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Reference: Christacos NC, et al. (2000) Subcellular localization of galactose-1-phosphate uridylyltransferase in the yeast Saccharomyces cerevisiae. Mol Genet Metab 70(4):272-80

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Abstract

The enzyme galactose-1-phosphate uridylyltransferase (GALT) catalyzes the second step of the Leloir pathway of galactose metabolism, following galactokinase (GALK) and preceding UDP-galactose-4-epimerase (GALE). Impairment of GALT in humans results in the potentially lethal disorder classic galactosemia. Standard lysis protocols of bacteria, yeast, or mammalian cells release all three Leloir enzymes in the soluble fraction, leading to the historical assumption that all three function as free cytosolic enzymes. We have tested this assumption with regard to GALT in vivo using the yeast Saccharomyces cerevisiae, by linking a GFP-tag onto the amino terminus of Gal7p, the endogenous yeast GALT. We find clear evidence of localization of the fusion protein to discrete spots in the cytoplasm of the majority of cells expressing all three Leloir enzymes, although GFP alone appears freely cytosolic. In contrast, yeast expressing GFP-Gal7p but lacking Gal1p (GALK), Gal10p (GALE), or both do not demonstrate spots in the majority of cells, implicating a role, either direct or indirect, for these other Leloir proteins in the Gal7p localization process. Preliminary truncation experiments reveal that amino acids 1-134 of Gal7p are sufficient to drive localization of the fusion protein, while amino acids 1-66 are not. Finally, GFP-tagged human GALT expressed in yeast also localizes to spots, demonstrating that at least some of the intrinsic determinants of localization have been conserved. These observations raise the intriguing possibility that GALT may function in a sequestered rather than a freely diffusible state, and that this subcellular organization may have been conserved through evolution. Copyright 2000 Academic Press.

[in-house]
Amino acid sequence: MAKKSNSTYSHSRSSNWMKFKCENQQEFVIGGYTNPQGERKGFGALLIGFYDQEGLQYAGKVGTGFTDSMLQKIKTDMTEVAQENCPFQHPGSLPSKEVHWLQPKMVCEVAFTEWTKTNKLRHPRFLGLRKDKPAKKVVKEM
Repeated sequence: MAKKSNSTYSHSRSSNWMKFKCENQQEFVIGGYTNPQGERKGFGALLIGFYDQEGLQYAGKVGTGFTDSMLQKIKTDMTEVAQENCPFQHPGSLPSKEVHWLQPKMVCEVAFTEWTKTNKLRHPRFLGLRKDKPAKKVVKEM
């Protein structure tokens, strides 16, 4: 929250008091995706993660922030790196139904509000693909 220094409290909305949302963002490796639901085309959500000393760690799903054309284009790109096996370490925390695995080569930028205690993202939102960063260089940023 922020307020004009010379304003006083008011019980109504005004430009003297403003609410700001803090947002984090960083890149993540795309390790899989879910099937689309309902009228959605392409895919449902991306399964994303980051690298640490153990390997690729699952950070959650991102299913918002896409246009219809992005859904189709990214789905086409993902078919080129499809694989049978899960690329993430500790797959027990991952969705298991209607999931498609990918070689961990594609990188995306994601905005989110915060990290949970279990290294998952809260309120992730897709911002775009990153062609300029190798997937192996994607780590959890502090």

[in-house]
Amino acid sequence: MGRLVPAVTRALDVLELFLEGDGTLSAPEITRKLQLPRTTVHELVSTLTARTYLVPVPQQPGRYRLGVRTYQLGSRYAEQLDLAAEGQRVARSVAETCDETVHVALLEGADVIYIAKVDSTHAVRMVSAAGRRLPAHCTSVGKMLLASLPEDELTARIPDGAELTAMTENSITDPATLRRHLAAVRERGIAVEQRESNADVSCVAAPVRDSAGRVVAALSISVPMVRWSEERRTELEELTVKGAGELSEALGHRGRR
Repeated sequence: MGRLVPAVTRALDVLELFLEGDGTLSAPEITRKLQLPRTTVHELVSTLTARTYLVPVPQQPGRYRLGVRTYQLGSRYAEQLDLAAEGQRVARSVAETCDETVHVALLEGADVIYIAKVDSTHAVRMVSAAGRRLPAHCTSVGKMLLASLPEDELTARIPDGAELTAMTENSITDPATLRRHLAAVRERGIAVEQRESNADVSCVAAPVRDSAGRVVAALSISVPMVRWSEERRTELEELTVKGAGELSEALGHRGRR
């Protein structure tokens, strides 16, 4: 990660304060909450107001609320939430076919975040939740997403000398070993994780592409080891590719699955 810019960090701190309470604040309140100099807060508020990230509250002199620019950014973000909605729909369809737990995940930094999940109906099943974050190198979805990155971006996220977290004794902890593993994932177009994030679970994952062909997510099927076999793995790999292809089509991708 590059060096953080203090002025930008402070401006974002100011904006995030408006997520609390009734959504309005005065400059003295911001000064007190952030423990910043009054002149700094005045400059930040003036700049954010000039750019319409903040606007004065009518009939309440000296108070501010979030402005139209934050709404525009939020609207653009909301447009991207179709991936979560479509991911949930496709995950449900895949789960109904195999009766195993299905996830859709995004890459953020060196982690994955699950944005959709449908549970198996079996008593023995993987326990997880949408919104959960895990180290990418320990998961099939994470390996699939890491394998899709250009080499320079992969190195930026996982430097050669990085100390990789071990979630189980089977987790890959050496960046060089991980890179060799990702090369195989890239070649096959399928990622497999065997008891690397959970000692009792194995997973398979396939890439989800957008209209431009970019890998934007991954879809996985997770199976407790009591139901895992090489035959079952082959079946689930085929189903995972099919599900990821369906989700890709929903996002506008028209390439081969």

Reference Type
Journal Article
Authors
Christacos NC, Marson MJ, Wells L, Riehman K, Fridovich-Keil JL
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